Your Guide to Gift Aid and Charity Fundraising
One of the most important questions when it comes to online charitable giving is does this site offer Gift Aid? For those looking for a comprehensive guide to Gift Aid, and an answer to why that question is so essential, you’ve come to the right place.
Gift Aid could not be more simple: it’s all about maximising the amount of money you can give to charity—thanks to a generous government top up scheme. So for newcomers, or those who want to learn more, here is our Gift Aid guidance and advice.
What is Gift Aid?
Gift Aid is one of the most effective ways to give to charity. It is a scheme which adds 25p to every pound donated to registered charities by UK taxpayers. So, for example, if you give £20 to a charity, they can get an extra £5 if you donate with Gift Aid, thus making your contribution worth £25.
Introduced in 1990, the scheme was initially limited to cash gifts of £600 or more. By 2000, the entire concept had been rejigged to apply to all donations, and the changes have had an enormous impact on charities, raising more than £13 billion.
Gift Aid helps both donors and charities in making difference—provided, of course, that the money goes where it’s intended. One thing to watch out for with Gift Aid is whether sites are taking money intended for charities and using them to profit at the expense of good causes.
GoFundMe has never taken fees or profited from Gift Aid. However, crowdfunding site JustGiving takes a slice from Gift Aid they claim on behalf of charities as profit. This site has seen serious accusations that good causes are losing out due to its fee structures.
If you’re surprised, the government are too. As minister Robert Jenrick said, “This is not the intention of Gift Aid, which is to provide more money for good causes and to support charities.”
How does Gift Aid work?
You might be asking yourself “does Gift Aid cost me anything?” The answer is no. Charities claim the extra money from the government on your behalf, which means Gift Aid simply increases the amount you are giving without extra effort on your part. Gift Aid is technically tax relief because when people give to charity, that money has already been taxed. Charities can therefore reclaim the tax you’ve paid, increasing the value of the donation you made without you having to lift a finger. Tip: if you’re a high-rate tax payer, you can claim back even more through your self assessment tax return.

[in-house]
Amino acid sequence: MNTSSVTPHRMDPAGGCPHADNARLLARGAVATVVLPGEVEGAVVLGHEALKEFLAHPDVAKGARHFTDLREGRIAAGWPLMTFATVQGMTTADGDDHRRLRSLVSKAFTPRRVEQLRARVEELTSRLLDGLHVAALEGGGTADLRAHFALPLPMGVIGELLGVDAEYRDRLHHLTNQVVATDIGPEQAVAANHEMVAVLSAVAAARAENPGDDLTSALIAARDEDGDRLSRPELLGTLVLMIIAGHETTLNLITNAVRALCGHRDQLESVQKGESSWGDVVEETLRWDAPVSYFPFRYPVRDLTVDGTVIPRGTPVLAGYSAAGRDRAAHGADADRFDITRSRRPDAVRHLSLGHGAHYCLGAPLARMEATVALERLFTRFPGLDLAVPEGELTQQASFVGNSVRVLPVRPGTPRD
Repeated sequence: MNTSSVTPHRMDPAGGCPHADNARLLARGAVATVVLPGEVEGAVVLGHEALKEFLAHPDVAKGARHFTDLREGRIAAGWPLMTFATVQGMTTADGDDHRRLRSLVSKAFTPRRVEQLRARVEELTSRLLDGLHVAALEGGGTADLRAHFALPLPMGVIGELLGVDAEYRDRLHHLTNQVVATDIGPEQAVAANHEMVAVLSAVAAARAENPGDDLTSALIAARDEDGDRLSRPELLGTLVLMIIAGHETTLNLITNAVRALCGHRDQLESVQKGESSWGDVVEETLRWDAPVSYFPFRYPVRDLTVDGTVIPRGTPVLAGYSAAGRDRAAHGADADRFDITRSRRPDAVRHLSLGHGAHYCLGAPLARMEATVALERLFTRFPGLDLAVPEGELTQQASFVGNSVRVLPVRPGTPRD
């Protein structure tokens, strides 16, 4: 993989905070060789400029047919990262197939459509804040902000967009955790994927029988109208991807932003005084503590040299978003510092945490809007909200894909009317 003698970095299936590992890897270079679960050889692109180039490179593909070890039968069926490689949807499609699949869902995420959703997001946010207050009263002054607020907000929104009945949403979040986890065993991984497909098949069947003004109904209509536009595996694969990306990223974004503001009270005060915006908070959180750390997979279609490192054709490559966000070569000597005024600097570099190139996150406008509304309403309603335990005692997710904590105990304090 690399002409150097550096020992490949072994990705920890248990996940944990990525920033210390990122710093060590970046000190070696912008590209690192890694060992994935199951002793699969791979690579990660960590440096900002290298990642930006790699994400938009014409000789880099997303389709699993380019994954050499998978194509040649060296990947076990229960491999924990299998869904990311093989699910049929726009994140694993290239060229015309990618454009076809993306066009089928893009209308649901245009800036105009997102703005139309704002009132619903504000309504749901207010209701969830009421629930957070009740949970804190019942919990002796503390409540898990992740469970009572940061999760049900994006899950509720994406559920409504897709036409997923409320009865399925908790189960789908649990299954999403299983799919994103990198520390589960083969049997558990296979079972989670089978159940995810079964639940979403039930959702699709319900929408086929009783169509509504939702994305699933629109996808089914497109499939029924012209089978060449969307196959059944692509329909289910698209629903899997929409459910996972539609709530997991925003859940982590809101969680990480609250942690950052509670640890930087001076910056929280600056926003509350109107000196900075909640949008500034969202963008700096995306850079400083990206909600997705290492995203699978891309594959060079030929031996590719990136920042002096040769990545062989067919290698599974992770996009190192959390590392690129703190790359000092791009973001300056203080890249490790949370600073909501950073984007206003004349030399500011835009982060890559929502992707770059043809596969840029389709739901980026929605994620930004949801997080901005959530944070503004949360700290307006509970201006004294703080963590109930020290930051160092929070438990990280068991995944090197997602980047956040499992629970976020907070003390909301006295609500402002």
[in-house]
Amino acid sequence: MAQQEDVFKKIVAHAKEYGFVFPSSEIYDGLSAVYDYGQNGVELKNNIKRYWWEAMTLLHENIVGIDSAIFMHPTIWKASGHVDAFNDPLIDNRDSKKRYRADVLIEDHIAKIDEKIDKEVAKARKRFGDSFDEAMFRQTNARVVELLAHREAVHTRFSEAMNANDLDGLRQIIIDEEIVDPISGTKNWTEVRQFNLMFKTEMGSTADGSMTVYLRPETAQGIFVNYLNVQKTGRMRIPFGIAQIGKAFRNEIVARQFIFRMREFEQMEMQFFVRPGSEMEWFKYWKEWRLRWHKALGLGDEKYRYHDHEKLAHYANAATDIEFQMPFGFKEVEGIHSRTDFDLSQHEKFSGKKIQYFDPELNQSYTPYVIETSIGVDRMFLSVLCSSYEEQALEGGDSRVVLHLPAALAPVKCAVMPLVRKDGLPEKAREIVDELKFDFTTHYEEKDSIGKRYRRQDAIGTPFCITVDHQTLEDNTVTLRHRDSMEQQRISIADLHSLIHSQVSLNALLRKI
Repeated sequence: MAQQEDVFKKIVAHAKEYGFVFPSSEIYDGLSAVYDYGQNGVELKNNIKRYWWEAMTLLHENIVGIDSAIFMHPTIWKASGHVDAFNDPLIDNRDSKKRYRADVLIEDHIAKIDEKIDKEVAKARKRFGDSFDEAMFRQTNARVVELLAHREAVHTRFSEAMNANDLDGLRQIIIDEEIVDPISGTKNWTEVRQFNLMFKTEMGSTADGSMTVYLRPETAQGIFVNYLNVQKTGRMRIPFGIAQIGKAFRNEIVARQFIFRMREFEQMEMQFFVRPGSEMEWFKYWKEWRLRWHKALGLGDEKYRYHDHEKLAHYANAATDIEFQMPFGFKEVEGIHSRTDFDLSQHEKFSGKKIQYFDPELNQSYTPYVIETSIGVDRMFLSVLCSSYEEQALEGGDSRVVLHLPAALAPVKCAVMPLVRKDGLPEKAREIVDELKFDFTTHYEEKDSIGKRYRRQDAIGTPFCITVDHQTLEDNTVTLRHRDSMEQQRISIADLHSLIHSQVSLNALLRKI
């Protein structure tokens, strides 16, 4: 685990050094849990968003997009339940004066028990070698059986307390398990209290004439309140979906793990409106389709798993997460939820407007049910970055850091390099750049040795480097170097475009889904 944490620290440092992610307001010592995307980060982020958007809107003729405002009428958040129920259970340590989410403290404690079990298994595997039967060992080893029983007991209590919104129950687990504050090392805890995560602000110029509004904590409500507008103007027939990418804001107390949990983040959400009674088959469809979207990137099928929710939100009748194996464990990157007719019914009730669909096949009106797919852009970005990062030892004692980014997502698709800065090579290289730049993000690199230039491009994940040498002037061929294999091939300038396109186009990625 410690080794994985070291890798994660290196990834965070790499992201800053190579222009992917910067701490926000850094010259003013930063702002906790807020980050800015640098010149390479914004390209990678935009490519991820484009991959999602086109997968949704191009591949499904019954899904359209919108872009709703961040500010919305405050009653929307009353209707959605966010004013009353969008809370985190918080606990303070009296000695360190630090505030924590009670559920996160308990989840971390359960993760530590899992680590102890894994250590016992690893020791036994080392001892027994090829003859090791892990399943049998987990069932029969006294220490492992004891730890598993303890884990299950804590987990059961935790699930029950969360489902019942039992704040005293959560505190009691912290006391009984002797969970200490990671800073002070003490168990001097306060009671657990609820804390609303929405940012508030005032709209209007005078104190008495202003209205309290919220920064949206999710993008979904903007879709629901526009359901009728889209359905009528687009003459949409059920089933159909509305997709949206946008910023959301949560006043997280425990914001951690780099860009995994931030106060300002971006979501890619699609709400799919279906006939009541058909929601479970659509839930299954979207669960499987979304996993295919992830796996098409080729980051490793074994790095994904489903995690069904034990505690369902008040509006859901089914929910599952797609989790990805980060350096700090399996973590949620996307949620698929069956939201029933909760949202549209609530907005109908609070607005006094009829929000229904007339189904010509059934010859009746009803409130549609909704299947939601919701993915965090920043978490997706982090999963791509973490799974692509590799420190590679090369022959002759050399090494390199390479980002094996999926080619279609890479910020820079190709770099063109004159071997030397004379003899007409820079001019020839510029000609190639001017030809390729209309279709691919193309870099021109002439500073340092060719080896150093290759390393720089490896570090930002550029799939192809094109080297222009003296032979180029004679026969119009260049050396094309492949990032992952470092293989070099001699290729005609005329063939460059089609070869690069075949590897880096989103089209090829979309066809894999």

What donation types qualify for Gift Aid?
The charity needs to be registered, and you need to be a taxpayer in the UK with an income of more than £11,000 who has paid income tax or capital gains tax in the current financial year. There are some small exemptions, such as if you are making a donation in return for something else such as a raffle ticket, or if you are donating on someone’s behalf. You also can’t claim Gift Aid if the charity is contributing to the cost of a person’s fundraising event, or on behalf of someone else or a company.
Does Gift Aid cost me anything?
Gift Aid doesn’t cost you, the taxpayer, anything. You only need to provide your name, postcode, and a donation made from a personal bank or building society account.
How does GoFundMe handle Gift Aid?
GoFundMe recently launched charity giving in the UK, where we make sure 100% of the Gift Aid goes directly to charities. Unlike some competitors, GoFundMe won’t make charities pay a subscription free just for using its services. It really is as simple as that: no hidden fees and nothing to worry about.
In stark contrast to our competitors, our low fee structure means GoFundMe is much cheaper for charity fundraisers than JustGiving. Learn more about how the two compare on our page GoFundMe Versus JustGiving.
Gift Aid guidance for people raising money for charity
GoFundMe differs from many other charity fundraising platforms in that there are no hidden fees and the Gift Aid is exactly that – a gift that goes straight to the charity, not to boost our profits. With this information about Gift Aid, we hope you will tick that box the next time you’re giving to charity.